Tiffanie Didonato had dreams of driving a car, making coffee for herself, flipping light switches, things that most of us take for granted. Her short stature prevented her from living independently. But, thanks to a controversial surgery, she can do most of daily activities without needing any help.
Didonato, 27, is now 4 feet 10 inches tall. She says her height at age 15 was only three and a half feet.
"Kids were growing up a lot quicker. They were taller. It was easier to hold their book bags and walk down the hall, and I was basically the size of my book bag," she said to ABC News.
She was born with a condition called diastrophic dysplasia - a disorder of cartilage and bone development. People who have this disorder have short stature along with short arms and legs. They may even suffer from joint pain and joint abnormalities that restrict their movement.
Didonato says that a confrontation with her teacher at age 15 made her want to get the surgery done.
"She pulled me in the middle of the classroom, sat me on egg crates and said, 'I don't know what kind of disease you have, but obviously you're a dwarf. Why don't you tell me what you can and can't do?' I've never heard the word dwarf be called to me before in my life," Didonato said.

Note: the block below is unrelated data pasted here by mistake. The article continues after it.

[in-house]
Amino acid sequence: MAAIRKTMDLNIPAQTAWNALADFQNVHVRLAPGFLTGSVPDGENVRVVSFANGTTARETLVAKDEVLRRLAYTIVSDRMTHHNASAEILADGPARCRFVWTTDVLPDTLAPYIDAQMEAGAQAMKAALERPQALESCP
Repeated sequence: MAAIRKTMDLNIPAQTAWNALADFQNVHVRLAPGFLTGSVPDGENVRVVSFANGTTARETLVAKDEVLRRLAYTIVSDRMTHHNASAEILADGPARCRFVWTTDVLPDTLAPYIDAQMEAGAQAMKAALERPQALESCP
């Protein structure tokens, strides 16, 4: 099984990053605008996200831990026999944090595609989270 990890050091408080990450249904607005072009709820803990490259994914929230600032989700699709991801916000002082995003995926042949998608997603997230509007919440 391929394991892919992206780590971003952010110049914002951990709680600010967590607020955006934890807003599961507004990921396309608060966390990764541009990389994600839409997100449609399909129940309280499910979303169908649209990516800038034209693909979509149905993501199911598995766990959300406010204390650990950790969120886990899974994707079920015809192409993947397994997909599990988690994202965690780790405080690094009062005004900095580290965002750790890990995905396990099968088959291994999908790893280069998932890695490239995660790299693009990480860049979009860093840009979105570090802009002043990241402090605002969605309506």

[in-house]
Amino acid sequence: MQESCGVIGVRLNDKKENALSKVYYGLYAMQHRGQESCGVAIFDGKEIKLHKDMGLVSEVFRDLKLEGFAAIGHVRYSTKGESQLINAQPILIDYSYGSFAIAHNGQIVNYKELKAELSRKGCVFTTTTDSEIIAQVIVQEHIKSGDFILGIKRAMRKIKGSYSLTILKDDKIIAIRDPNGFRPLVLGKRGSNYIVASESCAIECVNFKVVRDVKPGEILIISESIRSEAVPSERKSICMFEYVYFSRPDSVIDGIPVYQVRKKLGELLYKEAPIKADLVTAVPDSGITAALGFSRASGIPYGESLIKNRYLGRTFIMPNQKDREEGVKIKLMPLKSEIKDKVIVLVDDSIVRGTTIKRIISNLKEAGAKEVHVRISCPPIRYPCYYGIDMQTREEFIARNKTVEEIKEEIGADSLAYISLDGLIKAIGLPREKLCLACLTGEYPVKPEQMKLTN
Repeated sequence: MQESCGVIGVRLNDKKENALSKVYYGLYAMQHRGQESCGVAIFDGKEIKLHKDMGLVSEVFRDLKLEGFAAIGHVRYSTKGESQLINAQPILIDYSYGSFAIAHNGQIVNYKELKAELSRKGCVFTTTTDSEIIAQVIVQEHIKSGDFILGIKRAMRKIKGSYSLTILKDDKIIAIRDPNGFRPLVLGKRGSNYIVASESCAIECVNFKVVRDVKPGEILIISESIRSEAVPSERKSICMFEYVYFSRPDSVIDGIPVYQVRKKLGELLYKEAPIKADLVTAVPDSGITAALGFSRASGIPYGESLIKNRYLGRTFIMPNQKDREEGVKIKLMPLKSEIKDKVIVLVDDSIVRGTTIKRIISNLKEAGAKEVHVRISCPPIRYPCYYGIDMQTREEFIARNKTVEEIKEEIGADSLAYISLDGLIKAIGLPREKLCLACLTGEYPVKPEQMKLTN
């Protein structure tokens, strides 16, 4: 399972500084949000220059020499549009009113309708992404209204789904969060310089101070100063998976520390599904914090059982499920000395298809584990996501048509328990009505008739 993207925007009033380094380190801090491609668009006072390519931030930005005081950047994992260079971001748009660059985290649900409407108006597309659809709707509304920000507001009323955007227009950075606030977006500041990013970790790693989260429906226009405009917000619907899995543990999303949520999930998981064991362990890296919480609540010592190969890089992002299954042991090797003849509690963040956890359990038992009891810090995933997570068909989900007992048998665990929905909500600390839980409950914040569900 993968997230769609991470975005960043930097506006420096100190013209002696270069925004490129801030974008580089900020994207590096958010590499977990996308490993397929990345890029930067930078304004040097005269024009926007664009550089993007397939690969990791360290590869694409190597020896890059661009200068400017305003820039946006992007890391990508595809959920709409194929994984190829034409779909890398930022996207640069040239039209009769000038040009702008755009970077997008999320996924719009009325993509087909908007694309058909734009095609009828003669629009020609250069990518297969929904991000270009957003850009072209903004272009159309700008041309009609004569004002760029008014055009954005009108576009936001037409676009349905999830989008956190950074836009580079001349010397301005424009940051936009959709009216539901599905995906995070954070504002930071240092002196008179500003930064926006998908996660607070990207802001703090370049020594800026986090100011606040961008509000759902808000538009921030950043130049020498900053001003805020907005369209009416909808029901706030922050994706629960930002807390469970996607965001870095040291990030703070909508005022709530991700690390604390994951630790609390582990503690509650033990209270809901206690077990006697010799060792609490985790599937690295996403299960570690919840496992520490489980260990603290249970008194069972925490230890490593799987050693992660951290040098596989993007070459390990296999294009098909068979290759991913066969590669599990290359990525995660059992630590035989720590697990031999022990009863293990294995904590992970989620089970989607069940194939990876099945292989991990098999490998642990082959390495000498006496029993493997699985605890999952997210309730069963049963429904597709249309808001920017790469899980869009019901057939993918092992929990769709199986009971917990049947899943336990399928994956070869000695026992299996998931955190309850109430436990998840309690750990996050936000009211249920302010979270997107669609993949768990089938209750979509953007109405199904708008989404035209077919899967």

She underwent a surgery that increases a person's height by breaking their bones at specific locations. The bones are then held apart with the help of nuts and bolts. The bones grow at the locations, increasing the person's height.
Didonato says that she didn't undergo the surgery to enhance her looks but due to medical reasons and to be able to live independently.
"I didn't go through plastic surgery because I didn't like my face or something like that. I went through it for independence and that's the main goal. I was thinking ahead into the future. I wanted to get married. I wanted to drive," she told ABC News.
Didonato got married over the weekend to two-time Iraq War veteran Eric Gabrielse.
Published by Medicaldaily.com